Where to Turn When Your PCs Won’t Share Anymore

Article courtesy of PracticallyNetworked.

In my home office I have two PCs: a Windows 2000 workstation and a Windows 98 laptop. These machines are connected to a Linksys router and share a Road Runner cable modem. My laptop is my primary system. I use it at work and while traveling. I use my desktop computer primarily to store files and print documents. For more than a year, I have been transferring files from my laptop to my desktop via Zip disk, which is really a hassle. Printing is also a problem because I either have to print directly from my desktop PC (after transferring them from my laptop) or temporarily attach the printer to the laptop.

A colleague recently mentioned that I could set up a workgroup that would allow me to move data easily between the systems without using the Zip drive and print from my laptop without having to disconnect anything. So last week he gave me instructions for enabling File and Print Sharing on my PCs. I walked through the steps and what do you know, everything worked perfectly.

This lasted for a couple of weeks. The other day I tried to access the shared drive on my desktop and was unable to connect to it. I couldn’t send any print jobs to the printer either. The desktop PC also cannot see the laptop anymore. I don’t understand what could have happen.

Both systems still have Internet access, so I know I’m still connected. ZoneAlarm is installed on the workstation and I thought that might be the problem, so I tired disabling it, but no change. I have removed the network card from the laptop, reinstalled it and still nothing. I verified that both machines are in the same workgroup and are on the same network segment: 192.168.1.x. At this point I am not sure what else I should do. Do you have any idea what I might be missing here?

This is perplexing, but there are a few things you can try. First, make sure that ZoneAlarm is really disabled. If it isn’t, then you might experience the problem you describe. By default, ZoneAlarm will protect your system from attacks. This applies to both external and internal attacks. In order to use ZoneAlarm and maintain access to your local network, you’ll need to place your local network in a ZoneAlarm trusted zone. To avoid the issue, you might want to consider uninstalling ZoneAlarm until the problem is identified and resolved.

With ZoneAlarm now disabled on both systems, try to ping the workstation from the laptop. If you get a reply, then you know the machines can communicate with each other. Now try mapping the drive again to the shared folder or drive. If it fails, try mapping a drive to the share using the systems IP address in place of the system name. So for example if the Windows 2000 system had an IP address of and you shared a folder on it called data the map path would be //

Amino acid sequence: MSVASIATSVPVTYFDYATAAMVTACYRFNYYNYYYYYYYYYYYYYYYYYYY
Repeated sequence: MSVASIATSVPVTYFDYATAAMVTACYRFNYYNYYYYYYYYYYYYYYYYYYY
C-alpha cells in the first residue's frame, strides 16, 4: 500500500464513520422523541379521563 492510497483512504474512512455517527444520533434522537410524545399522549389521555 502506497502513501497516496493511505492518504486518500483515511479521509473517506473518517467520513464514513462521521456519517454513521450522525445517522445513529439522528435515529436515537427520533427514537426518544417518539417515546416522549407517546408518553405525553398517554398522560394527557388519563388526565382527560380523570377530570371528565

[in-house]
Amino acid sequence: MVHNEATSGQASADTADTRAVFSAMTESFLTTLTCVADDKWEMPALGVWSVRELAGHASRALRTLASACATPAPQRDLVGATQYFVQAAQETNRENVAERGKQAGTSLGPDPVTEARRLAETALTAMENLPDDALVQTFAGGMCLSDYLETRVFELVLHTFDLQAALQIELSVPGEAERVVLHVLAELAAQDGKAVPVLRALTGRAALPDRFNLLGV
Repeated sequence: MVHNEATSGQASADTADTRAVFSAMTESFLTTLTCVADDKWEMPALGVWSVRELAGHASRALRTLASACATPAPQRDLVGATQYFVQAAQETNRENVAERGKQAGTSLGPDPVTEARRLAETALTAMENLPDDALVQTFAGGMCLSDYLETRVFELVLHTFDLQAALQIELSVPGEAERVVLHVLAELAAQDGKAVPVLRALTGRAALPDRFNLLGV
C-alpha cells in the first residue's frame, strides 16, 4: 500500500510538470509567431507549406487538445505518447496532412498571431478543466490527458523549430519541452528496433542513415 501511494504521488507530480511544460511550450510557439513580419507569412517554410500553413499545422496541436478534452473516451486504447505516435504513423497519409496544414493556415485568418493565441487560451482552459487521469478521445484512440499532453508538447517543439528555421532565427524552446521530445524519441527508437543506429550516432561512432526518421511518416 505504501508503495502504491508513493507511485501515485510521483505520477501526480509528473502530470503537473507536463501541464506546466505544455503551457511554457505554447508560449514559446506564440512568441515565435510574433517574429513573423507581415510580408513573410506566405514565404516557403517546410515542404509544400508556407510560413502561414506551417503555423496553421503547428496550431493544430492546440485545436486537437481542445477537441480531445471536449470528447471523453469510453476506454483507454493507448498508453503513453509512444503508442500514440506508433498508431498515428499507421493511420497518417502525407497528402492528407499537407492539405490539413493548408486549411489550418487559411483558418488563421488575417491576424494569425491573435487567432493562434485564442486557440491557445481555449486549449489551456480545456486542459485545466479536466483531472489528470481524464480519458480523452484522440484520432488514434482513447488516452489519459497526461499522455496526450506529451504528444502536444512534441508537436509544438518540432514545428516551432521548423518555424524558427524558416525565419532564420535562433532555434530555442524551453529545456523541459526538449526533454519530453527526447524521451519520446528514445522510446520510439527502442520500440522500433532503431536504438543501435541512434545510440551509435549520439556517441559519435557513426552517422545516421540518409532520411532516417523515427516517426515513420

If that works, then NetBIOS might have become disabled. So now let’s verify that NetBIOS is enabled on both systems. NetBIOS or Network Basic Input/Output System is a program that allows applications on different computers to communicate within a local area network (LAN). NetBIOS is used in Ethernet and Token Ring networks and, included as part of NetBIOS Extended User Interface or NetBEUI protocol. NetBIOS frees the application from having to understand the details of the network. A NetBIOS request is provided in the form of a Network Control Block (NCB) which, among other things, specifies a message location and the name of a destination. If NetBIOS somehow became disabled, you wouldn’t be able to see the other devices in your workgroup.

To enable NetBIOS in Windows 2000 open the Control Panel and double-click the Network and Dial-up Connections icon. Right-click the Local Area Connection icon and select Properties. From the dialog box choose Internet Connection (TCP/IP) and press the Properties button. Press Advanced and move to the WINS tab. You should see now see the option for NetBIOS over TCP/IP. Select it and press OK. NetBIOS is now enabled.

The only other thing I can think to try is check that the Computer Browser service is started. The Microsoft Computer Browser service maintains lists of your network’s Windows-based domains, workgroups and computers, as well as other network equipment that supports the NetBIOS protocol (for example, printers, network attached storage (NAS) units and so on). These lists are the source of the information that users see when they expand Network Neighborhood in Windows Explorer. In Windows 2000 based networks, the Computer Browser service exists only to support earlier Windows versions. In native-mode Windows 2000 Active Directory (AD) networks with AD-enabled clients and replaces the Computer Browser service. However, mixed-mode networks, which maintain pre-Windows 2000 Domain Controllers (DC) and networks with clients that aren’t AD-enabled still use the Computer Browser service.

To enable the service go to the Control Panel and click Administrative Tools and select, Services. Locate Computer Browser in the list, right-click it and select Start. More info on what the Computer Browser service does and how to troubleshoot it can be found in the Microsoft Knowledge Base article Description of the Microsoft Computer Browser Service and Troubleshooting the Microsoft Computer Browser Service.

I hope this resolves your issue. Good Luck!

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